I installed Ubuntu Linux on an old PC and it’s working great, but I keep running out of disk space. What’s my best move to try and slow down the disk usage creep I’m experiencing? Running the latest LTS version of Ubuntu, if that matters.
Like any operating system, Linux has a tendency to do useful things for the user that are sometimes at odds with the efficient running of the system itself. A common scenario is a system that will crank up the CPU to deliver more power – particularly for games – even though that has a corresponding deleterious effect on the battery life: Faster = less.
File version history is another area that is impacted by this, though for most users it’s invisible since modern disk drives are so darn big. If you have hundreds of gigabytes of free space and are editing papers for a college course throughout the semester, the extra disk space required is but a drop in the proverbial bucket. However, Ubuntu also has a bad habit of keeping the historical versions of all edited files forever, which means that over time it might well get unwieldy. Fortunately, there are some system settings to tame this File History beast, along with automatically removing temporary files. Let’s check it out…
UBUNTU LINUX SETTINGS
Launch Ubuntu, log in, then go to Settings. This is most easily accessed from the menu on the top right of the screen if you’re running a stock GNOME setup. You’ve probably already poked around in Settings so this should look familiar:
I tend to fiddle with the appearance of my own Ubuntu system, so that’s my default category. What we want is “Privacy” from the left column of options. That reveals…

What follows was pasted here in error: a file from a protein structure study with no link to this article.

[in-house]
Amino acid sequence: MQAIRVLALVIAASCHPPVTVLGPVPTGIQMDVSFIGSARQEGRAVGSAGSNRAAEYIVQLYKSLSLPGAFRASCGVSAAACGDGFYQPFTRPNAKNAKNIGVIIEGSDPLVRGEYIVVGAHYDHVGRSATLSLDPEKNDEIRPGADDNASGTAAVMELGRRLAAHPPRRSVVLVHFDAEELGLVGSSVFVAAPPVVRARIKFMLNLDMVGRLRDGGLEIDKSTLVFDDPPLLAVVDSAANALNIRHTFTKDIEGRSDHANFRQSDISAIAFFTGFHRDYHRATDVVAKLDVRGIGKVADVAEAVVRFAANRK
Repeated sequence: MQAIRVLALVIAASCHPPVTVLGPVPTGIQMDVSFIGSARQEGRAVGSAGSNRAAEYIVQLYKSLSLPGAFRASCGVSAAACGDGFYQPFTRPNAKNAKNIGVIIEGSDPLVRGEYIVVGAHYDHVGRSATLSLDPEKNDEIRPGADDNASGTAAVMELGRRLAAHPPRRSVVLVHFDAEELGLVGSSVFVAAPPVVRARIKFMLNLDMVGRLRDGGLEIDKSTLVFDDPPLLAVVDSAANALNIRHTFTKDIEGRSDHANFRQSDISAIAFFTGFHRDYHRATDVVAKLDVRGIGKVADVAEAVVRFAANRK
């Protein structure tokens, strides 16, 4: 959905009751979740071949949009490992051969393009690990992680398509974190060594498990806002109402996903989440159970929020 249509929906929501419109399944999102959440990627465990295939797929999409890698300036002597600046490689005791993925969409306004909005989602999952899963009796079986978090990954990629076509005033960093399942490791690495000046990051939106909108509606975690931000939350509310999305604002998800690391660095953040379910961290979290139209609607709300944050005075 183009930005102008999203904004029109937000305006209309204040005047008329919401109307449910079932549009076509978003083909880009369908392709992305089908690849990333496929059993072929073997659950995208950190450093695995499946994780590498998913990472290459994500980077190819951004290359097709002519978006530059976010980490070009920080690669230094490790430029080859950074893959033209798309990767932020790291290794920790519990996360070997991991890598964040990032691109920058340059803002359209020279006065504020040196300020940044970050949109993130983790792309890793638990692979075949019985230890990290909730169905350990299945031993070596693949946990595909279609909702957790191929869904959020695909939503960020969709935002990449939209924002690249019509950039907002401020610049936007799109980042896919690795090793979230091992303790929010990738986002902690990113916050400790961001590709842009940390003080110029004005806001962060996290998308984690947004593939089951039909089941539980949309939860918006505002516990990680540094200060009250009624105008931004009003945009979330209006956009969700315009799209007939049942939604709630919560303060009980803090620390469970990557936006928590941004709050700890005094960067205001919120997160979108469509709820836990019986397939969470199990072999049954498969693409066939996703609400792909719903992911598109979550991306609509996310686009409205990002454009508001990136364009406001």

If you’re on “Connectivity”, click on “File History & Trash” to get here. Now you can see that Ubuntu by default keeps historical copies of files you edit forever. Not great. Instead, you might want to set it to a specific duration.
HOW LONG TO KEEP FILE HISTORY
I wish there were longer options, but, as you can see, here are your choices:
Setting it to one day seems a bit risky, but 30 days is reasonable and gives you enough time to take off for a 2-week Spring Break adventure, get back, recover, then find out something’s happened to your file and you need to get a recovery copy!
If you don’t want to set a specific duration, set a reminder in your calendar to occasionally “Clear History…” (though it’s not clear whether that will clear all historical copies, even those just a few hours old, or honor the duration you specify).
I recommend 30 days coupled with an occasional off-computer backup of your most critical files. If you’re working on a dissertation or critical report, maybe email drafts to yourself occasionally as a cheap and easy redundant backup tactic.
EMPTY TRASH & DELETE TEMP FILES
While we’re on this Settings window, scroll down because there are two more settings that can affect the efficient use of your disk space over time: “Trash & Temporary Files“:
Without this enabled, your trash will accumulate every file you add, whether it’s a 35K data file or an enormous 2.9G movie. Over time it’s sure to be a problem. What’s interesting is that temporary files are managed separately – typically in /tmp or /usr/tmp – and can also just sit and sit, eating up disk space years after you’ve installed an update or run an app that crashes.
In this instance, there are a lot more options for how long these files should be saved before they are removed:
Unless you have a space crisis, I recommend no faster than 14 days for this particular automated task. Certainly, 1 hour is crazy fast and makes me anxious just thinking about it!
Finally, you can empty the trash immediately with “Empty Trash…”
And, similarly, you can also delete all those temp files with “Delete Temporary Files…”
Between them, these should help you clean up some of the junk on your Linux box and keep it clean into the future. Good luck!
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